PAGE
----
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Re: C++: Covariant Return Types for Array::type()

I've updated the document with an extra section to include code snippets
for alternative designs to address concerns raised here on the mailing list.

MSVC 19 2017 supports covariant return types, and the code presented above
successfully compiled on gcc.godbolt.org using that compiler.

I would agree that the covariant_{shared, derived}_ptr classes themselves
are a bit complicated, and I wasn't particularly happy with the fact that
there's an extra pointer floating around. I've presented two alternatives
in the document that would eliminate the need for those classes. The first
solution makes the Array::type() function pure virtual and has sub-classes
implement without covariant return types. Instead, the sub-classes provide
a function with a different name that returns the concrete data type
sub-class (e.g. - ListArray::list_type()). The second solution uses C++
name hiding. In that design, the Array::type() function is not virtual and
calls through to a pure virtual function called get_type(). The subclass
would implement get_type() and simply return a shared pointer to a DataType
object, but would also name hide Array::type() with its own implementation
that returns a shared pointer the sub-class data type. While the name
hiding keeps the API cleaner (i.e. - you always call type()), I find that
it's one of the less used and more obscure features of C++ that tends to
confuse more novice to intermediate C++ programmers.

The design does not suggest removing the ArrayData class, but instead
removing the type_ member. It sounds like for the ArrayData class you are
trying to eschew the C++ type hierarchy and move to a more C oriented
design with type punning. I think the compromise here would be to have
ArrayData store the type id but not the shared pointer to the DataType. You
can take that approach one step further, and make the ArrayData a C struct
with its own API that would successfully compile with a C compiler. You
could then add a C++ wrapper that deals with that class and is used by the
various C++ classes in the Array/DataType type hierarchy. The benefit of
taking that approach is that you can easily inter-operate between C++ and
C. In other words, a C only arrow API would be using the richer C++ API
underneath, but the user of the API would only be able to obtain or pass
ArrayData C structs from/to the API.

This proposal was in no way trying to address the static / compile-time
problem. It was specifically targeted at making it easier to obtain
concrete data types in the dynamic schema setting when dealing with
arbitrary nesting of types. I do like the idea of a compile-time hierarchy
(e.g. - StaticListArray<StaticStructArray<StaticInt32Array,
StaticListArray<StaticInt32Array> >), but that will require a lot of
template meta-programming. If the covariant_{shared,derived}_ptr classes
above seem too complicated, I'm pretty sure that a compile-time hierarchy
will seem immensely more complicated. Bottom line: I would want to see a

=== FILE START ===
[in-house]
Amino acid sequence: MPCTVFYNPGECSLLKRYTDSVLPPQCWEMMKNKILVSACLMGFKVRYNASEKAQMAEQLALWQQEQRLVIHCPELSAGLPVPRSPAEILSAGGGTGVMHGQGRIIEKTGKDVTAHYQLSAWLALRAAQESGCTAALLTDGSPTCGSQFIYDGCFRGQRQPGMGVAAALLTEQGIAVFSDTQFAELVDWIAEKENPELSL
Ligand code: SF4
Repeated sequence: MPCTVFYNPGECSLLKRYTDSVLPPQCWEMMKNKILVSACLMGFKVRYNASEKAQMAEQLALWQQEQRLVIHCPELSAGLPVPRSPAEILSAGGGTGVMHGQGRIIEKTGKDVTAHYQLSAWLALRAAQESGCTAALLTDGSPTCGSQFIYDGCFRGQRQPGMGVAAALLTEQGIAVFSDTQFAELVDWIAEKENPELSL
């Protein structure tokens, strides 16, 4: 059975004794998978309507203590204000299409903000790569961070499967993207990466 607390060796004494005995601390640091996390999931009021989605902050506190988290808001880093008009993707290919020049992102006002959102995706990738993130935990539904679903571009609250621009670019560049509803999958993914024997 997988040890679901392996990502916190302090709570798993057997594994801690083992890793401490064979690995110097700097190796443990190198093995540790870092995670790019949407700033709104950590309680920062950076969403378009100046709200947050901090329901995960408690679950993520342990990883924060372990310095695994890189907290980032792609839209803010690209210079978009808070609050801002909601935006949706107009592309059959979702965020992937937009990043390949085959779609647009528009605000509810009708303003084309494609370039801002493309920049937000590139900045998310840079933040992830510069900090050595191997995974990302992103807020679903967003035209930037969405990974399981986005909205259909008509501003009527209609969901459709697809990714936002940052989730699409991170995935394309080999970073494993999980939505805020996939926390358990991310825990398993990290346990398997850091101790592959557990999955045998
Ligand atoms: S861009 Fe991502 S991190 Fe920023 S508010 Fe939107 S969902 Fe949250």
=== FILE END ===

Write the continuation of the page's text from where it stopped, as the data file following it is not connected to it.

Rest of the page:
concrete use case before implementing a compile-time type hierarchy with

On Sat, May 19, 2018 at 9:06 AM, Wes McKinney <wesmckinn@xxxxxxxxx> wrote:

> hi Josh,
> Thank you for putting together this document. These changes are
> interesting and worth giving some consideration. Some initial
> reactions / questions to get a discussion going:
> * How is MSVC support for covariant return types? It doesn't look like
> it's supported, which (I'm sorry to say) would be a deal breaker
> https://msdn.microsoft.com/en-us/library/8z9feath.aspx
> * I don't think creating a situation where arrow::DataType objects
> have to be copied is a good idea. Schemas and types will be reused,
> particular in a streaming data setting
> * Adding a covariant shared_ptr seems very complicated; it seems the
> primary benefit will be in code where we would currently have to
> introduce a dynamic visitor pattern. Could the same benefit be reaped
> by adding a _new_ virtual base method that returns a pointer or
> const-ref to the concrete type? This is a less invasive change
> * I think it is beneficial to have a simple internal data structure
> (i.e. ArrayData) that describes any Arrow array object
> From reading this document, I am wondering if it would not be worth
> thinking about creating a from-scratch set of array and type data
> structures intended for use in a static / compile-time setting. Since
> Arrow features "dynamic" schemas (in the sense that Avro is a more
> dynamic version of Protocol Buffers or Thrift), we inevitably will be
> dealing with the problem of dynamic dispatch from type information
> known only at runtime. I agree that it would be useful to eliminate
> usages of dynamic visitor pattern in the codebase where possible.
> - Wes
> On Sat, May 19, 2018 at 12:48 AM, joshuastorck@xxxxxxxxx
> <joshuastorck@xxxxxxxxx> wrote:
> > I've put together a proposal for using covariant return types in
> Array::type() in the C++ library. I wanted to get some feedback before
> putting together a PR in case it's too controversial or would require to
> much re-factoring of the code:
> >
> > https://docs.google.com/document/d/14mLO9uNIcrb-yTj_
> byBxwJeYbGy88JS9fQ6aOa46XRc/edit?usp=sharing
> >
> > It would be nice to use Google Doc's comment feature, but I would
> imagine it may be safer to memorialize the discussion here on the mailing
> list.